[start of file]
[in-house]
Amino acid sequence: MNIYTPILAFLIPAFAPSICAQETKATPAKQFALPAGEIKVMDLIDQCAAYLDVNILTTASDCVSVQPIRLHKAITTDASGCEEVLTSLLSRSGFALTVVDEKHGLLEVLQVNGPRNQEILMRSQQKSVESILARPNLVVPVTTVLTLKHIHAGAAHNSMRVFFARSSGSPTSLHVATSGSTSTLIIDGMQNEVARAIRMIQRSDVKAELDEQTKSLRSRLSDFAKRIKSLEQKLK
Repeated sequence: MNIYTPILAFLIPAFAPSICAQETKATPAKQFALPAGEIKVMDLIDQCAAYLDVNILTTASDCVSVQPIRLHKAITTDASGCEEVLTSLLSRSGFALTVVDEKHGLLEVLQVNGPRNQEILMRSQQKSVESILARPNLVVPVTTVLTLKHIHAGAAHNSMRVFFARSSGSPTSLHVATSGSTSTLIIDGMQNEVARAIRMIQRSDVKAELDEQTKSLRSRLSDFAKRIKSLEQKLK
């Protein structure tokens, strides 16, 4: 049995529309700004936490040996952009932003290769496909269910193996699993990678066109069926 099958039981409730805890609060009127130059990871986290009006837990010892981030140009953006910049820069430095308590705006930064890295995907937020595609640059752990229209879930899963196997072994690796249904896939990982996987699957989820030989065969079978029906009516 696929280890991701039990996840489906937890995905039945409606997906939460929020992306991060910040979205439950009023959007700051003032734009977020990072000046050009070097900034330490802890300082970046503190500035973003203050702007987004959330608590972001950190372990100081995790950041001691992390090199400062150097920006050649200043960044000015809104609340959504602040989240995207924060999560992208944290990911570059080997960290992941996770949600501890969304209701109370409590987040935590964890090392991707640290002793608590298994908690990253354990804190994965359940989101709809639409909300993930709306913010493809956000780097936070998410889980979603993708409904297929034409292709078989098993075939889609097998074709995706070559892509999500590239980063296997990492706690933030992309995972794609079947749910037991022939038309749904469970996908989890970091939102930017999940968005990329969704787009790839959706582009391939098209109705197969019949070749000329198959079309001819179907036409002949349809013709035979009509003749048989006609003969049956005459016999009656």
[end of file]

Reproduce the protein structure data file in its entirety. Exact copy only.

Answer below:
[in-house]
Amino acid sequence: MNIYTPILAFLIPAFAPSICAQETKATPAKQFALPAGEIKVMDLIDQCAAYLDVNILTTASDCVSVQPIRLHKAITTDASGCEEVLTSLLSRSGFALTVVDEKHGLLEVLQVNGPRNQEILMRSQQKSVESILARPNLVVPVTTVLTLKHIHAGAAHNSMRVFFARSSGSPTSLHVATSGSTSTLIIDGMQNEVARAIRMIQRSDVKAELDEQTKSLRSRLSDFAKRIKSLEQKLK
Repeated sequence: MNIYTPILAFLIPAFAPSICAQETKATPAKQFALPAGEIKVMDLIDQCAAYLDVNILTTASDCVSVQPIRLHKAITTDASGCEEVLTSLLSRSGFALTVVDEKHGLLEVLQVNGPRNQEILMRSQQKSVESILARPNLVVPVTTVLTLKHIHAGAAHNSMRVFFARSSGSPTSLHVATSGSTSTLIIDGMQNEVARAIRMIQRSDVKAELDEQTKSLRSRLSDFAKRIKSLEQKLK
């Protein structure tokens, strides 16, 4: 049995529309700004936490040996952009932003290769496909269910193996699993990678066109069926 099958039981409730805890609060009127130059990871986290009006837990010892981030140009953006910049820069430095308590705006930064890295995907937020595609640059752990229209879930899963196997072994690796249904896939990982996987699957989820030989065969079978029906009516 696929280890991701039990996840489906937890995905039945409606997906939460929020992306991060910040979205439950009023959007700051003032734009977020990072000046050009070097900034330490802890300082970046503190500035973003203050702007987004959330608590972001950190372990100081995790950041001691992390090199400062150097920006050649200043960044000015809104609340959504602040989240995207924060999560992208944290990911570059080997960290992941996770949600501890969304209701109370409590987040935590964890090392991707640290002793608590298994908690990253354990804190994965359940989101709809639409909300993930709306913010493809956000780097936070998410889980979603993708409904297929034409292709078989098993075939889609097998074709995706070559892509999500590239980063296997990492706690933030992309995972794609079947749910037991022939038309749904469970996908989890970091939102930017999940968005990329969704787009790839959706582009391939098209109705197969019949070749000329198959079309001819179907036409002949349809013709035979009509003749048989006609003969049956005459016999009656």